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What is Lorem Ipsum?
Lorem Ipsum is simply dummy text of the printing and typesetting industry. Lorem Ipsum has been the industry's standard dummy text ever since the 1500s, when an unknown printer took a galley of type and scrambled it to make a type specimen book. It has survived not only five centuries, but also the leap into electronic typesetting, remaining essentially unchanged. It was popularised in the 1960s with the release of Letraset sheets containing Lorem Ipsum passages, and more recently with desktop publishing software like Aldus PageMaker including versions of Lorem Ipsum.

Why do we use it?
It is a long established fact that a reader will be distracted by the readable content of a page when looking at its layout. The point of using Lorem Ipsum is that it has a more-or-less normal distribution of letters, as opposed to using 'Content here, content here', making it look like readable English. Many desktop publishing packages and web page editors now use Lorem Ipsum as their default model text, and a search for 'lorem ipsum' will uncover many web sites still in their infancy. Various versions have evolved over the years, sometimes by accident, sometimes on purpose (injected humour and the like).

Where can I get some?
There are many variations of passages of Lorem Ipsum available, but the majority have suffered alteration in some form, by injected humour, or randomised words which don't look even slightly believable. If you are going to use a passage of Lorem Ipsum, you need to be sure there isn't anything embarrassing hidden in the middle of text. All the Lorem Ipsum generators on the Internet tend to repeat predefined chunks as necessary, making this the first true generator on the Internet. It uses a dictionary of over 200 Latin words, combined with a handful of model sentence structures, to generate Lorem Ipsum which looks reasonable. The generated Lorem Ipsum is therefore always free from repetition, injected humour, or non-characteristic words etc.

Tag: settlement

April 20, 2017

A Homely Castle

by Matthew Steeples

Britain’s smallest castle is for sale; it comes with 10 acres, a 44 million gallon moat and a narrow boat   Last marketed in 2003 for £1 million (the equivalent of £1.45 million, $1.86 million, €1.73 million or درهم6.83 million today), what is allegedly Britain’s smallest castle is back for sale for the slightly higher … Continue reading “A Homely Castle”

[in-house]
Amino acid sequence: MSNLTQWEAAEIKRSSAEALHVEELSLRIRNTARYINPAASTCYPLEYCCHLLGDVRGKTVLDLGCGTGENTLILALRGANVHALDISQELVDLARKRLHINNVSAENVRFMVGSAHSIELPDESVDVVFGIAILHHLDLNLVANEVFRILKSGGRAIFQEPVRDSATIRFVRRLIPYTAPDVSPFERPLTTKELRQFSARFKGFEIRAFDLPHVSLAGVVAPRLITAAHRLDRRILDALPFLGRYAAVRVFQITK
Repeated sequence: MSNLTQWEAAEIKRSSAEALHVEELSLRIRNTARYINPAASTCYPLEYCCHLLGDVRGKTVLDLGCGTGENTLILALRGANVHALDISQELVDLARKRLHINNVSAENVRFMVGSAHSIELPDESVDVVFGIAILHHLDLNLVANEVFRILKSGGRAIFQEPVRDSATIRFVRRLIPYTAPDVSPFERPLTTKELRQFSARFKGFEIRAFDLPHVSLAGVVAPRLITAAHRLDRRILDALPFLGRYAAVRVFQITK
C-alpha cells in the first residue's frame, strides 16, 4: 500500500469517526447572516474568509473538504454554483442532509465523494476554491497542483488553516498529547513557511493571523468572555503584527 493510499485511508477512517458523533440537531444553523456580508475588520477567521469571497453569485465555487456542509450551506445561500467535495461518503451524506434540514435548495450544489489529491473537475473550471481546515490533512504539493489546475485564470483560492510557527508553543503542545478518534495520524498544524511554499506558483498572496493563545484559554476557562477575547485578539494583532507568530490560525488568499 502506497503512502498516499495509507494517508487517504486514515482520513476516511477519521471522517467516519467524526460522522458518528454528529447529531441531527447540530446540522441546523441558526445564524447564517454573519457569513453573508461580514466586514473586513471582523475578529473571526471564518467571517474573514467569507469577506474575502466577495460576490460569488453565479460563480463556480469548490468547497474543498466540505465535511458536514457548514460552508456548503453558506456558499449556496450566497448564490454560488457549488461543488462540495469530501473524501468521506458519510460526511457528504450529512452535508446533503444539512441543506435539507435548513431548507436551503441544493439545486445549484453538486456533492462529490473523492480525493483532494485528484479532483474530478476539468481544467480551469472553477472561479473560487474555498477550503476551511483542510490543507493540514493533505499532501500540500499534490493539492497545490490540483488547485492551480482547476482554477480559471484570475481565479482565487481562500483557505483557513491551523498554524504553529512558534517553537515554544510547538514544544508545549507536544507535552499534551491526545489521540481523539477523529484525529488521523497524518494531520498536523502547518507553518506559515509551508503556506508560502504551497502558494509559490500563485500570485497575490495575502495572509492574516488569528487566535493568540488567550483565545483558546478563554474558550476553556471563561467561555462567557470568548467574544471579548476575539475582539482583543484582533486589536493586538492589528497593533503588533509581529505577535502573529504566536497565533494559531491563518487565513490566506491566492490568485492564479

June 20, 2013

Marshalling a sentence

by Matthew Steeples

Brooke Astor’s 89-year old son should be jailed   Anthony “Tony” Marshall, 89, is due in court in Manhattan today, Thursday 20th June, to hear whether he’ll be sent to prison. If jailed, he will be not only be one of the wealthiest prisoners but also the fourth oldest inmate in New York State’s prison … Continue reading “Marshalling a sentence”

May 6, 2013

Putting it away

by Matthew Steeples

As the BBC announce an investigation into the activities of Stuart Hall, he transfers his marital home solely into the name of his wife and his son states that his OBE should not be revoked   You’d have thought that after Stuart Hall OBE’s barrister said “sorry for what he has done” last week, the … Continue reading “Putting it away”

March 14, 2013

Bankrupt in Barton Street

by Matthew Steeples

The story of “fallen tycoon” Brian O’Donnell, the differences between bankruptcy in the UK and Ireland and an £11 million mansion   In these straightened times, the media in general and the Daily Mail in particular quickly latch on to stories about benefit scroungers living in luxury homes. They’re less quick, however, with the exception … Continue reading “Bankrupt in Barton Street”

June 17, 2012

Leona Helmsley (1920 – 2007)

by Matthew Steeples

“The Queen of Mean” was a chain-smoking hotelier and real estate tycoon with a reputation for tyrannical behaviour. She took the view that “only the little people pay taxes” but was investigated and convicted of federal income tax evasion in 1989. Sentenced to 16 years, she served just 19 months in prison and 2 months … Continue reading “Leona Helmsley (1920 – 2007)”